Fair trade is very important to chocolatiers – important that workers on cacao farms are treated well and paid fairly. The majority of larger chocolate companies just buy from all over the world, melt it down and then use the additives – not being concerned about where, how etc.
I was a little horrified to learn that Easter Eggs are often three years old when we buy them, due to the volume that are required to be made for each year. Most chocolate in standard retail shops must have a shelf life of 18 months. Whereas couverture chocolate shelf life is three months.
We visited five different ‘chocolate sampling’ places during the Tour, with key points about each below.
- Spent around 45 mins here for morning tea
- Supplied as part of the Tour were three churros each and six different melted couverture dipping sauces, from salted caramel through to Nutella
- Churros are cooked fresh to order – crispy and golden
- Any beverages we ordered was own expense, however there was table water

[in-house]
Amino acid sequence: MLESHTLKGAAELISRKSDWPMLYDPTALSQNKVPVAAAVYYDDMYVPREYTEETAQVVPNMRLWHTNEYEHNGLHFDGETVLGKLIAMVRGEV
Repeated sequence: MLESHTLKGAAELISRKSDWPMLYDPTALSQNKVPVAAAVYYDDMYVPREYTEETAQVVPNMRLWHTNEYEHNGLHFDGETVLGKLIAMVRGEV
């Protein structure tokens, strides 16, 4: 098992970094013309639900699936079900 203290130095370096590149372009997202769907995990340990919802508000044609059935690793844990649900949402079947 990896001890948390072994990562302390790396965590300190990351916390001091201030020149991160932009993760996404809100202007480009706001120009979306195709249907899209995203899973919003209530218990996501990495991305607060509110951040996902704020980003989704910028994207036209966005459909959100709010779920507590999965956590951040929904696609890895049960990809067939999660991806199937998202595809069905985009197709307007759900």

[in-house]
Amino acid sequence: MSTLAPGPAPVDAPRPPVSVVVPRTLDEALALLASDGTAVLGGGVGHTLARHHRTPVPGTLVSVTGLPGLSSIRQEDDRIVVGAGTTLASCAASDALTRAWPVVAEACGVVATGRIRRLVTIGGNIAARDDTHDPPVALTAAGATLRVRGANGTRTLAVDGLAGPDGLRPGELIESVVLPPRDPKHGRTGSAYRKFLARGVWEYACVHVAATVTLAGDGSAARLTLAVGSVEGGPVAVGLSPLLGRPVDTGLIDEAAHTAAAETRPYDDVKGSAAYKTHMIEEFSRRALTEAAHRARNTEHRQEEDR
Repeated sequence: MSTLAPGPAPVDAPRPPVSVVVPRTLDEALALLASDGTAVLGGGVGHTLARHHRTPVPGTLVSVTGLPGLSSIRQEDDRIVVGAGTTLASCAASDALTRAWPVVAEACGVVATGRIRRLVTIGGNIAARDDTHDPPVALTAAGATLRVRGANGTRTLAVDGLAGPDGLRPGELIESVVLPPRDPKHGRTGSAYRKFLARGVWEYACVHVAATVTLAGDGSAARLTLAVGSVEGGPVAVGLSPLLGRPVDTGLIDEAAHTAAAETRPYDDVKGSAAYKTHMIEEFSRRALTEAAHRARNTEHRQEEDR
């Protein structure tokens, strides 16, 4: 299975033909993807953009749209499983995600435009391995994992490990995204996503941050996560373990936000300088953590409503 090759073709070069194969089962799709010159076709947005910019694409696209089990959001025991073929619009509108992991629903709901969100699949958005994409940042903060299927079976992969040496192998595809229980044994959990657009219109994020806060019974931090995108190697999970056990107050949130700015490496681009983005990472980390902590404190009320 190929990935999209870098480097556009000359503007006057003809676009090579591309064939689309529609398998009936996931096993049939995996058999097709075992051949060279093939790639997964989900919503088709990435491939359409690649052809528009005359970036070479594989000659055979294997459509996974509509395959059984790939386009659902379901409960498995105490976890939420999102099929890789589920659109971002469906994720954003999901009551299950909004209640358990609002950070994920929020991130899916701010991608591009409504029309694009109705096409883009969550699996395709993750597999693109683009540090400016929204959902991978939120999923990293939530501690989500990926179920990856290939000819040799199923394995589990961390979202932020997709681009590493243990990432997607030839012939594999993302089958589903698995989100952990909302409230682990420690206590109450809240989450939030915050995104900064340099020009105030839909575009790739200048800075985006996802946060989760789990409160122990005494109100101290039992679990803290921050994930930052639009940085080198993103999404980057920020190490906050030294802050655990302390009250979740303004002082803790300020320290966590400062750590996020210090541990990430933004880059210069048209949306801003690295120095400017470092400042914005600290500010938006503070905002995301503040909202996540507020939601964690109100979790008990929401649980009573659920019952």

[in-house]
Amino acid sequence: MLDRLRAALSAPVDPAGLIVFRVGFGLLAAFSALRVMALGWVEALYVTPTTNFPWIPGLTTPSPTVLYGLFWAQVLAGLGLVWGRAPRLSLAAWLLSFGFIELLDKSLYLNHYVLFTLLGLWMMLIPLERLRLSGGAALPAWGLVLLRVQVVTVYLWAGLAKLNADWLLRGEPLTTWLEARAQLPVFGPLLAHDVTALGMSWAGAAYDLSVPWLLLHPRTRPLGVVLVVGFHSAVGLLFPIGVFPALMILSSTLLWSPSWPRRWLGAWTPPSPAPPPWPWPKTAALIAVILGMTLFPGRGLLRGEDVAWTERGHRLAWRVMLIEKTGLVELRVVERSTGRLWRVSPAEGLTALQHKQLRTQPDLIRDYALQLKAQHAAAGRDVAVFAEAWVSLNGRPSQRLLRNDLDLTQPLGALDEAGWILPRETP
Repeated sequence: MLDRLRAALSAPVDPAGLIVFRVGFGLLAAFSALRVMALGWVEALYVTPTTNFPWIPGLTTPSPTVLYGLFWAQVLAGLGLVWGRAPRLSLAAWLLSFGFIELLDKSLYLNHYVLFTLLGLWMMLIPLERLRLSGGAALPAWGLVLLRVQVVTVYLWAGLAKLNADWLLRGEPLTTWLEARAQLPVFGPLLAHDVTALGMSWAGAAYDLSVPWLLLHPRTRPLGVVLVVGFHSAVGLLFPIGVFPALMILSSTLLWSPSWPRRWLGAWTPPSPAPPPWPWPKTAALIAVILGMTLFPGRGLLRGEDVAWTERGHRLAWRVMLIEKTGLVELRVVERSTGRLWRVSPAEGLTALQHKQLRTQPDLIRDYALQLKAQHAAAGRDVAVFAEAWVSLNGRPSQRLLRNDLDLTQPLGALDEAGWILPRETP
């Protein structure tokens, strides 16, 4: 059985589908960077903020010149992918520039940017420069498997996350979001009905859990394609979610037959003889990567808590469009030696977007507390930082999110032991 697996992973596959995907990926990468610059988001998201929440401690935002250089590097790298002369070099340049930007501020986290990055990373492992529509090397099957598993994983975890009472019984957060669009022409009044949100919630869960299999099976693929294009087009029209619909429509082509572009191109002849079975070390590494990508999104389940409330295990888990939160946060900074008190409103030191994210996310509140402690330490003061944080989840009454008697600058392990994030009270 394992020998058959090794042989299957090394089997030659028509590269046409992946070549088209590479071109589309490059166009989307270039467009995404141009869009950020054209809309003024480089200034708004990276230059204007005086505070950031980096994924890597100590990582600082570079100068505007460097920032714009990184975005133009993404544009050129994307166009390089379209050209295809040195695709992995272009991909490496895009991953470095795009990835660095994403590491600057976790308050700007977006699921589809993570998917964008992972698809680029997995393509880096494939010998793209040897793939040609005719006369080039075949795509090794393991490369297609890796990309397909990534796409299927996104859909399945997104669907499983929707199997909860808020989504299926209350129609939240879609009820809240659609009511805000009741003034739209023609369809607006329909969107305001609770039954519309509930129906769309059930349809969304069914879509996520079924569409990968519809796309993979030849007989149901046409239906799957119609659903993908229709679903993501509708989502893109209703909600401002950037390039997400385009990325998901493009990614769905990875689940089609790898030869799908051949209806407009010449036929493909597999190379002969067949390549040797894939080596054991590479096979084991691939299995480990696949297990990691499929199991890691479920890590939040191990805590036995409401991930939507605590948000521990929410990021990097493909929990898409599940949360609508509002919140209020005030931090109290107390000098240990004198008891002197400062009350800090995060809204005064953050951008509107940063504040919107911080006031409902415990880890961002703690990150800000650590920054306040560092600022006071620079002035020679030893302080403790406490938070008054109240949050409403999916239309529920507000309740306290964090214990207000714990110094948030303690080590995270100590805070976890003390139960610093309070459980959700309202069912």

- Separate tables set aside, and as we were the first customers of the day, lovely and quiet
- Conveniences are available
- The chocolate we viewed here in blocks ranged from 32%, 54% and 70% cocao solids. All made in Spain for Chocolateria San Churro, with only four ingredients.
Stop 2 – Chocolate Moments
This gorgeous shop is owned by Gerrard Gossens (Paralympian, and off Dancing with Stars) and wife Heather. Gerrard is a world class chocolatier, who due his being blind has a highly developed taste and smell – he believes that you should not need to read what a chocolate flavour is; by taste you will know.
- Uses Belgium couverture chocolate and freshest and best ingredient sourced from around the world
- Just down from the corner of Charlotte and Albert Streets
- Beautiful selection of hand crafted chocolates including some cute animals
- We had small samples of chocolate from various countries, such as Venezuela – where the cacao trees are grown infuses different flavours, such as grapes with wine